Strong visuals, compulsive mystery and high drama.
“It is the summer of 1976, the hottest since records began and a young man leaves behind his student days and learns how to grow up. A first job in a holiday camp beckons. But with political and racial tensions simmering under the cloudless summer skies there is not much fun to be had.
And soon there is a terrible price to be paid for his new found freedom and independence. A price that will come back to haunt him, even in the bright sunlight of summer.”
This is assured storytelling from author Graham Joyce. With perfect placing and setting, this is an authentic look at the attitudes and the people of Britain, circa 1976.
All of the characters are convincing, with their personal agendas, flaws and demons. Through the central character of David, the microscope is put up to everyone and everything.
The seemingly innocent setting of the holiday camp hides something sinister and unsettling... or is it just David’s imagination? Joyce expertly builds the tension and intrigue, as he carefully removes each layer.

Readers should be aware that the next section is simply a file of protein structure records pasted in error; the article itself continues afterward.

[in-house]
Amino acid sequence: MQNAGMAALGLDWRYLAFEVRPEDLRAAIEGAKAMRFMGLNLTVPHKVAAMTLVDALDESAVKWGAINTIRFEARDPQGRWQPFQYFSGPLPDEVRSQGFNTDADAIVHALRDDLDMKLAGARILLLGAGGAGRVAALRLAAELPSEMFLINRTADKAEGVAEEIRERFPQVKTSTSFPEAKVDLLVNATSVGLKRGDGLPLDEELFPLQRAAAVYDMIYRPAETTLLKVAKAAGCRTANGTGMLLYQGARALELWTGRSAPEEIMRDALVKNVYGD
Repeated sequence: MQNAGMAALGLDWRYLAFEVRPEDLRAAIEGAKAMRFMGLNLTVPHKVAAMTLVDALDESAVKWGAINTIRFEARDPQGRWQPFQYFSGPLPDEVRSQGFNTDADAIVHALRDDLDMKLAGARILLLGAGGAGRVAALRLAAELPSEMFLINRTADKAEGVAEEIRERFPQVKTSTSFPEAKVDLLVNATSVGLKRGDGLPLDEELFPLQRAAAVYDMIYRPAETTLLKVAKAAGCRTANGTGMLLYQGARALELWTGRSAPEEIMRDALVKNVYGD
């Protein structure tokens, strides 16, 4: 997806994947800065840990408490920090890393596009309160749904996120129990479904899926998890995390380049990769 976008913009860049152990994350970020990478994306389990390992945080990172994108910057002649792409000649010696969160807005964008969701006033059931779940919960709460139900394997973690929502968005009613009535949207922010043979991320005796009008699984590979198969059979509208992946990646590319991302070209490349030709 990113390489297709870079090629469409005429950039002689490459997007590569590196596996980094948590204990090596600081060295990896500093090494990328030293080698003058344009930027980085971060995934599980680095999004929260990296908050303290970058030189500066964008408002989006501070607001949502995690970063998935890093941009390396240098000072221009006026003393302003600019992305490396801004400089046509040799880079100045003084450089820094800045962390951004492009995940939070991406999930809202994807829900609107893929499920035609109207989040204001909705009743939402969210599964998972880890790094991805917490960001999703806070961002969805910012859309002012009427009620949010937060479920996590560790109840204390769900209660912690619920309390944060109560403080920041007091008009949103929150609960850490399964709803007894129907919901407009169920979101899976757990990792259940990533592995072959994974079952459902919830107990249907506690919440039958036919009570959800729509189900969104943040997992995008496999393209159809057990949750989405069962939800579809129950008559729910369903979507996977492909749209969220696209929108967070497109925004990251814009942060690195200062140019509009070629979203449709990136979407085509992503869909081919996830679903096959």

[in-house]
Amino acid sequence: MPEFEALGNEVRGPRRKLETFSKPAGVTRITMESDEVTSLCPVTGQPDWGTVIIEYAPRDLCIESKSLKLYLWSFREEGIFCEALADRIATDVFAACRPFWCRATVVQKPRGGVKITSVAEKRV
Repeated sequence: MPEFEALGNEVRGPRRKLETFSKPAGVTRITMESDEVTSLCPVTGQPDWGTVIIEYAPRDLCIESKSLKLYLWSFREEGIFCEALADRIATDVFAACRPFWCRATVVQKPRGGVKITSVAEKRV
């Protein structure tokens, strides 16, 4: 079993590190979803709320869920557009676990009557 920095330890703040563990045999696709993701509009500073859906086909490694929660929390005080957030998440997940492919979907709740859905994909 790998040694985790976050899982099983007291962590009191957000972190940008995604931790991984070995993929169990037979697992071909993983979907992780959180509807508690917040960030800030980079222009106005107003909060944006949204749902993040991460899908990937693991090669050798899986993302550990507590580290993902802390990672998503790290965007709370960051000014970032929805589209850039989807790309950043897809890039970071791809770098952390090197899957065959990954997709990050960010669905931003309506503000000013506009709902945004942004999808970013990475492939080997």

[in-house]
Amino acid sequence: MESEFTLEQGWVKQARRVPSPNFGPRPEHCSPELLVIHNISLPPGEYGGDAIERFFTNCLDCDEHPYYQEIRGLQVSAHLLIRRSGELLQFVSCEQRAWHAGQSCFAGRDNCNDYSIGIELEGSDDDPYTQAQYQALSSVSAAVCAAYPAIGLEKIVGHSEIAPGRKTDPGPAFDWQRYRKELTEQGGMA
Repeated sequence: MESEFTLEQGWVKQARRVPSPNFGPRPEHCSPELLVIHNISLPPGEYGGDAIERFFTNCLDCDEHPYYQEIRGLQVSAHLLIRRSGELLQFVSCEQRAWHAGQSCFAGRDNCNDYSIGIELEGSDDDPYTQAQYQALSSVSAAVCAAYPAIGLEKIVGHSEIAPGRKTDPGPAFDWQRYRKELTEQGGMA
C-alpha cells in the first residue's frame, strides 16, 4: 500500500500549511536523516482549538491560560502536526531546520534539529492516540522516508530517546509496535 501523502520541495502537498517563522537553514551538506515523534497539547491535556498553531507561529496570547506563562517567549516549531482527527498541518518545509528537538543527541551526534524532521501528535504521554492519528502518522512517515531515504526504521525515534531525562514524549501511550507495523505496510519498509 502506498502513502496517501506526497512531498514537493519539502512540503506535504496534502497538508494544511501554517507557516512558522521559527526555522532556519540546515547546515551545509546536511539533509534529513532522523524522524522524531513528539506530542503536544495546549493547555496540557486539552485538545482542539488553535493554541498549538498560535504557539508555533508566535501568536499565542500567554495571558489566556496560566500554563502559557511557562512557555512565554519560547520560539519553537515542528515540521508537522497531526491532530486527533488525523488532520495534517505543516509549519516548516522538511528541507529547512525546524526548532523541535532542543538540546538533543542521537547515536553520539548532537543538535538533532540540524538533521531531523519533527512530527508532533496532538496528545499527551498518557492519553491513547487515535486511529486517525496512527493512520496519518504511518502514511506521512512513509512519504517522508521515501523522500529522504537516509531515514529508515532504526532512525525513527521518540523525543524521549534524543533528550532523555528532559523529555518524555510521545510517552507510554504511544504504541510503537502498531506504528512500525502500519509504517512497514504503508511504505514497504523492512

I enjoyed this not just because of its writing; it is also a true time capsule of a forgotten yet surprisingly recent era of our history. There is a real sense of impending doom approaching: not just the perceived direction the country is taking, but also the events affecting David at the camp.
I found the novel gripping, disturbing and surprising. There is also a lot of humour and excellent dialogue, so it’s not all doom and gloom.
With its strong visuals, compulsive mystery and high drama I heartily recommend this. The Year of the Ladybird is much more than a ghost story.
The Year of the Ladybird by Graham Joyce
Published 2013 by Gollancz
Review by Daniel Cann
9/10 from 1 reviews
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